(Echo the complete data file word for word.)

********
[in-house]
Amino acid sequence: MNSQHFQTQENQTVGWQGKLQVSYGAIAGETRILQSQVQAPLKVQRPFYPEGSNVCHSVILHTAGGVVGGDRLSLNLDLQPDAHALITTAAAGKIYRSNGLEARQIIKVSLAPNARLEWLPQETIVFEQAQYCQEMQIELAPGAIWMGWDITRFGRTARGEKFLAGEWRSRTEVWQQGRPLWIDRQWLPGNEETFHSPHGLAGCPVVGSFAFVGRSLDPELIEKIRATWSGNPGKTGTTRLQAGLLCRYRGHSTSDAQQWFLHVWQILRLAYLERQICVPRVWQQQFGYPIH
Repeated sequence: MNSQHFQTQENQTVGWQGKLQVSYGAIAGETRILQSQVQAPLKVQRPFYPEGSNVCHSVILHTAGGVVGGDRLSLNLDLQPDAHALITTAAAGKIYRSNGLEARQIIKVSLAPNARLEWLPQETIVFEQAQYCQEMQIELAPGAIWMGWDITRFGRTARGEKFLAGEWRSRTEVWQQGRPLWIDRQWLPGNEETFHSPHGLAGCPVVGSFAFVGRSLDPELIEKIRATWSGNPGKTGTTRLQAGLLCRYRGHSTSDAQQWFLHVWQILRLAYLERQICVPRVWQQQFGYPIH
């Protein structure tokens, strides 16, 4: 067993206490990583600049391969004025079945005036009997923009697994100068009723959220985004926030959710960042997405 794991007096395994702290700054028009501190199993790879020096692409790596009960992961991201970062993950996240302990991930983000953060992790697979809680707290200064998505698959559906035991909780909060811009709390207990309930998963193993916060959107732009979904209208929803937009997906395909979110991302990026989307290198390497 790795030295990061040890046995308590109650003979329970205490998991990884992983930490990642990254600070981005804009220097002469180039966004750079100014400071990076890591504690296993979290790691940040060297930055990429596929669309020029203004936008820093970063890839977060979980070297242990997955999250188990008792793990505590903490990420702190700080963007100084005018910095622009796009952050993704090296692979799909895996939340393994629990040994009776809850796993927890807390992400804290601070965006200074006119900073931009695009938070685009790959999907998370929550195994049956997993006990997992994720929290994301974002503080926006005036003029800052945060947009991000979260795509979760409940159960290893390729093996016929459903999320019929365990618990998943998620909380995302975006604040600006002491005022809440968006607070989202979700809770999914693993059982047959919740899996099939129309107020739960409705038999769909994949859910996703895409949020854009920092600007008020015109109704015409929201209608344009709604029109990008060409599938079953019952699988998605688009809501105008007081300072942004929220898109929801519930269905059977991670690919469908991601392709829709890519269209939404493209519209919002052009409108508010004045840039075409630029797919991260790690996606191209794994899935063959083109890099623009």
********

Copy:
[in-house]
Amino acid sequence: MNSQHFQTQENQTVGWQGKLQVSYGAIAGETRILQSQVQAPLKVQRPFYPEGSNVCHSVILHTAGGVVGGDRLSLNLDLQPDAHALITTAAAGKIYRSNGLEARQIIKVSLAPNARLEWLPQETIVFEQAQYCQEMQIELAPGAIWMGWDITRFGRTARGEKFLAGEWRSRTEVWQQGRPLWIDRQWLPGNEETFHSPHGLAGCPVVGSFAFVGRSLDPELIEKIRATWSGNPGKTGTTRLQAGLLCRYRGHSTSDAQQWFLHVWQILRLAYLERQICVPRVWQQQFGYPIH
Repeated sequence: MNSQHFQTQENQTVGWQGKLQVSYGAIAGETRILQSQVQAPLKVQRPFYPEGSNVCHSVILHTAGGVVGGDRLSLNLDLQPDAHALITTAAAGKIYRSNGLEARQIIKVSLAPNARLEWLPQETIVFEQAQYCQEMQIELAPGAIWMGWDITRFGRTARGEKFLAGEWRSRTEVWQQGRPLWIDRQWLPGNEETFHSPHGLAGCPVVGSFAFVGRSLDPELIEKIRATWSGNPGKTGTTRLQAGLLCRYRGHSTSDAQQWFLHVWQILRLAYLERQICVPRVWQQQFGYPIH
């Protein structure tokens, strides 16, 4: 067993206490990583600049391969004025079945005036009997923009697994100068009723959220985004926030959710960042997405 794991007096395994702290700054028009501190199993790879020096692409790596009960992961991201970062993950996240302990991930983000953060992790697979809680707290200064998505698959559906035991909780909060811009709390207990309930998963193993916060959107732009979904209208929803937009997906395909979110991302990026989307290198390497 790795030295990061040890046995308590109650003979329970205490998991990884992983930490990642990254600070981005804009220097002469180039966004750079100014400071990076890591504690296993979290790691940040060297930055990429596929669309020029203004936008820093970063890839977060979980070297242990997955999250188990008792793990505590903490990420702190700080963007100084005018910095622009796009952050993704090296692979799909895996939340393994629990040994009776809850796993927890807390992400804290601070965006200074006119900073931009695009938070685009790959999907998370929550195994049956997993006990997992994720929290994301974002503080926006005036003029800052945060947009991000979260795509979760409940159960290893390729093996016929459903999320019929365990618990998943998620909380995302975006604040600006002491005022809440968006607070989202979700809770999914693993059982047959919740899996099939129309107020739960409705038999769909994949859910996703895409949020854009920092600007008020015109109704015409929201209608344009709604029109990008060409599938079953019952699988998605688009809501105008007081300072942004929220898109929801519930269905059977991670690919469908991601392709829709890519269209939404493209519209919002052009409108508010004045840039075409630029797919991260790690996606191209794994899935063959083109890099623009």